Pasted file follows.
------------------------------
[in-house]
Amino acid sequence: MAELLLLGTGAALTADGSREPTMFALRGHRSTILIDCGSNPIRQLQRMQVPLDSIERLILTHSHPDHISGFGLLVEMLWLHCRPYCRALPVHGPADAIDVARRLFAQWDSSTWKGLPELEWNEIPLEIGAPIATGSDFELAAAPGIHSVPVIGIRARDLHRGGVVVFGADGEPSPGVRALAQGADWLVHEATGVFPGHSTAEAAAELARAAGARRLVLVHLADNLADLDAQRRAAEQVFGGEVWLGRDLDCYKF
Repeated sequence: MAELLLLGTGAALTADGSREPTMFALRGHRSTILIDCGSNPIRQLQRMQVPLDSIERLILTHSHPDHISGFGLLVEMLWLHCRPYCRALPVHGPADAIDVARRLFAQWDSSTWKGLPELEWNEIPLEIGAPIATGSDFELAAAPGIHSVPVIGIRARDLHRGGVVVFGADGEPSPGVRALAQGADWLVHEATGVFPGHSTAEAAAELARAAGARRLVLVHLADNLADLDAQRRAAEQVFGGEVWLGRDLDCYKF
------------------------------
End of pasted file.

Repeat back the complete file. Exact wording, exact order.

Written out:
[in-house]
Amino acid sequence: MAELLLLGTGAALTADGSREPTMFALRGHRSTILIDCGSNPIRQLQRMQVPLDSIERLILTHSHPDHISGFGLLVEMLWLHCRPYCRALPVHGPADAIDVARRLFAQWDSSTWKGLPELEWNEIPLEIGAPIATGSDFELAAAPGIHSVPVIGIRARDLHRGGVVVFGADGEPSPGVRALAQGADWLVHEATGVFPGHSTAEAAAELARAAGARRLVLVHLADNLADLDAQRRAAEQVFGGEVWLGRDLDCYKF
Repeated sequence: MAELLLLGTGAALTADGSREPTMFALRGHRSTILIDCGSNPIRQLQRMQVPLDSIERLILTHSHPDHISGFGLLVEMLWLHCRPYCRALPVHGPADAIDVARRLFAQWDSSTWKGLPELEWNEIPLEIGAPIATGSDFELAAAPGIHSVPVIGIRARDLHRGGVVVFGADGEPSPGVRALAQGADWLVHEATGVFPGHSTAEAAAELARAAGARRLVLVHLADNLADLDAQRRAAEQVFGGEVWLGRDLDCYKF